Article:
CPU sleep after 3 hours inactivity

  2. #2
    Lounger
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    Afraid I don't have an answer; I need similar help in fact.
    I upgraded the PC recently and found my hard drive was dying; only 3 years old. I wondered if this might be due to my habit of hibernating it, rather than closing it at night. I've been uneasy about hibernation for some time.
    So, in addition to BK Howard's query, can anyone give an opinion on this?

  3. #3
    5 Star Lounger RussB's Avatar
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    Quote Originally Posted by Carolyn Janson View Post
    Afraid I don't have an answer; I need similar help in fact.
    I upgraded the PC recently and found my hard drive was dying; only 3 years old. I wondered if this might be due to my habit of hibernating it, rather than closing it at night. I've been uneasy about hibernation for some time.
    So, in addition to BK Howard's query, can anyone give an opinion on this?
    Opinions here are FREE.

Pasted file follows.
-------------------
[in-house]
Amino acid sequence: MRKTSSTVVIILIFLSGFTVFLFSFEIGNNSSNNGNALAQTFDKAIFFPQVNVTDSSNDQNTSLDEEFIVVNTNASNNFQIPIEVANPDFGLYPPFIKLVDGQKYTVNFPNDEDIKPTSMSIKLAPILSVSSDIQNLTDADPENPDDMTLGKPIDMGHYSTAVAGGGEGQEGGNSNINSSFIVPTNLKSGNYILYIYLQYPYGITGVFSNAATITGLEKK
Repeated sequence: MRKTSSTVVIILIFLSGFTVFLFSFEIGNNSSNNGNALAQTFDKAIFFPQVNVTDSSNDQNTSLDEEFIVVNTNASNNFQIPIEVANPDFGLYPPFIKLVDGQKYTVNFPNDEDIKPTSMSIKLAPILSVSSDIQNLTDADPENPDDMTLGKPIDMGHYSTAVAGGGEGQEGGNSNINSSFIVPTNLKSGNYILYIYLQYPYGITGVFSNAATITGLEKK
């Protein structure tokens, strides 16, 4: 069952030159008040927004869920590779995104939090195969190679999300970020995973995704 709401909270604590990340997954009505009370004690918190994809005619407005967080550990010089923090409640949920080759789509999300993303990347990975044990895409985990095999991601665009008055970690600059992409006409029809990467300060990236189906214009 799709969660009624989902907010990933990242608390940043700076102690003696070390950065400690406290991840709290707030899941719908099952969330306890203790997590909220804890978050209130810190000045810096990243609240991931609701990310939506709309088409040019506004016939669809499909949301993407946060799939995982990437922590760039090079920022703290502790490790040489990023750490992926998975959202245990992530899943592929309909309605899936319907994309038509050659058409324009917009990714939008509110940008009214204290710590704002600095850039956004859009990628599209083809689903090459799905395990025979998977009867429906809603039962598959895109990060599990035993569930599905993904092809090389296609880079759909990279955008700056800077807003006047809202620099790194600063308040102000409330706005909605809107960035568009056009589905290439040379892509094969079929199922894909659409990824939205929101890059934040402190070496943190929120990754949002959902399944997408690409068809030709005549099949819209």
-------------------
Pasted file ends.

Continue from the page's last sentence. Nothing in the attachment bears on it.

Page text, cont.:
I do not believe that hibernation is at fault, a typical hard drive's life expectancy is 3-5 years, any more is pure luck. If your data is important, to be safe one should plan to replace your HDDs every 2 years.
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  4. #4
    Lounger
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    OK, that's worth knowing - thanks!

  5. #5
    New Lounger
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    Hi,

    although I don't have any verifiable data on this, I would assume 3-5 years for any average HDD's lifespan as well. Hibernation (with the appropriate settings) should shut down the HDDs, it does so on my Win 7 machine.

    And hibernation is what I use each night, out of the same reasons you mention: Energy saving. I don't have the option of fully shutting down everything, since I need to run the backups during the night.